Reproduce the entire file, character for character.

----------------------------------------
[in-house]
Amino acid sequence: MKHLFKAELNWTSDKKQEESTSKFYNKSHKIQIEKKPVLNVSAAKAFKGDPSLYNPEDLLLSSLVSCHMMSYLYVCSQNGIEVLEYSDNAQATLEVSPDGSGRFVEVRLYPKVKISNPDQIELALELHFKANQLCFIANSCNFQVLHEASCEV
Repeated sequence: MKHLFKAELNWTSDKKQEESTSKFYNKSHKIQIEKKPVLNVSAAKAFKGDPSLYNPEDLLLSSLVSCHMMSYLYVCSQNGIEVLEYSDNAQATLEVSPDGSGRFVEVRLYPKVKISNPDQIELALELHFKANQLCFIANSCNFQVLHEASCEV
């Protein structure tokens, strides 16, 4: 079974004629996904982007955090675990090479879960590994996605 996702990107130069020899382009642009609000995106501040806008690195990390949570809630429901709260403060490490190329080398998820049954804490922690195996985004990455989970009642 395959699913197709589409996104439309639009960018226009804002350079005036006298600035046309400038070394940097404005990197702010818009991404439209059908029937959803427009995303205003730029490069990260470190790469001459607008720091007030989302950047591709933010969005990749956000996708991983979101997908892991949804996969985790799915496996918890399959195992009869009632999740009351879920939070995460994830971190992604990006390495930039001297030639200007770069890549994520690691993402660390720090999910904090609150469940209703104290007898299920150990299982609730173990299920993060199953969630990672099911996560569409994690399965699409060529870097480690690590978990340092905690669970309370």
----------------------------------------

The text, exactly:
[in-house]
Amino acid sequence: MKHLFKAELNWTSDKKQEESTSKFYNKSHKIQIEKKPVLNVSAAKAFKGDPSLYNPEDLLLSSLVSCHMMSYLYVCSQNGIEVLEYSDNAQATLEVSPDGSGRFVEVRLYPKVKISNPDQIELALELHFKANQLCFIANSCNFQVLHEASCEV
Repeated sequence: MKHLFKAELNWTSDKKQEESTSKFYNKSHKIQIEKKPVLNVSAAKAFKGDPSLYNPEDLLLSSLVSCHMMSYLYVCSQNGIEVLEYSDNAQATLEVSPDGSGRFVEVRLYPKVKISNPDQIELALELHFKANQLCFIANSCNFQVLHEASCEV
């Protein structure tokens, strides 16, 4: 079974004629996904982007955090675990090479879960590994996605 996702990107130069020899382009642009609000995106501040806008690195990390949570809630429901709260403060490490190329080398998820049954804490922690195996985004990455989970009642 395959699913197709589409996104439309639009960018226009804002350079005036006298600035046309400038070394940097404005990197702010818009991404439209059908029937959803427009995303205003730029490069990260470190790469001459607008720091007030989302950047591709933010969005990749956000996708991983979101997908892991949804996969985790799915496996918890399959195992009869009632999740009351879920939070995460994830971190992604990006390495930039001297030639200007770069890549994520690691993402660390720090999910904090609150469940209703104290007898299920150990299982609730173990299920993060199953969630990672099911996560569409994690399965699409060529870097480690690590978990340092905690669970309370």